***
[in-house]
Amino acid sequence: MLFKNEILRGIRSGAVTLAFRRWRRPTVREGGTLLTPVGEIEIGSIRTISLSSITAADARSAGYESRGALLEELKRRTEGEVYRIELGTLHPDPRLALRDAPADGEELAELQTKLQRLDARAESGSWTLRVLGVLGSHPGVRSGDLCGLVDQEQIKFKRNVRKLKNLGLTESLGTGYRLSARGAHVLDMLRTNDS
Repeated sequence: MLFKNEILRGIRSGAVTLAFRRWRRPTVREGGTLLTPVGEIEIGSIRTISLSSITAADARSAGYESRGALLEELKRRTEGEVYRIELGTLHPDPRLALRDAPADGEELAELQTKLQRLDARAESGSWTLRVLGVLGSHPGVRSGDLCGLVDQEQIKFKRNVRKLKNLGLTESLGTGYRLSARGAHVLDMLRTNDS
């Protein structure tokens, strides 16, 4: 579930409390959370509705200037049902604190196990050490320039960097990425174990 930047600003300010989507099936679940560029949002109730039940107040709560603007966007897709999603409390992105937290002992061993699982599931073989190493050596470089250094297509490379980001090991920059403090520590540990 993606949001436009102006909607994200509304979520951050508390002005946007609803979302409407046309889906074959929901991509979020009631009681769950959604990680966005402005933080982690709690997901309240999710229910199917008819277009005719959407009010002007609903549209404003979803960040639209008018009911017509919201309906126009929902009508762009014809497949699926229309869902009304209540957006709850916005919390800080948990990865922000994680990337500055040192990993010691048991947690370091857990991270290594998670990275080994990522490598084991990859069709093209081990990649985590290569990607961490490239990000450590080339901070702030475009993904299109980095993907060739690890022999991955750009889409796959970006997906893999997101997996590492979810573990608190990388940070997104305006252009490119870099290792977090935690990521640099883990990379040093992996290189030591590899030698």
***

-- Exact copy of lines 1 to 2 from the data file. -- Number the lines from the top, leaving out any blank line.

[in-house]
Amino acid sequence: MLFKNEILRGIRSGAVTLAFRRWRRPTVREGGTLLTPVGEIEIGSIRTISLSSITAADARSAGYESRGALLEELKRRTEGEVYRIELGTLHPDPRLALRDAPADGEELAELQTKLQRLDARAESGSWTLRVLGVLGSHPGVRSGDLCGLVDQEQIKFKRNVRKLKNLGLTESLGTGYRLSARGAHVLDMLRTNDS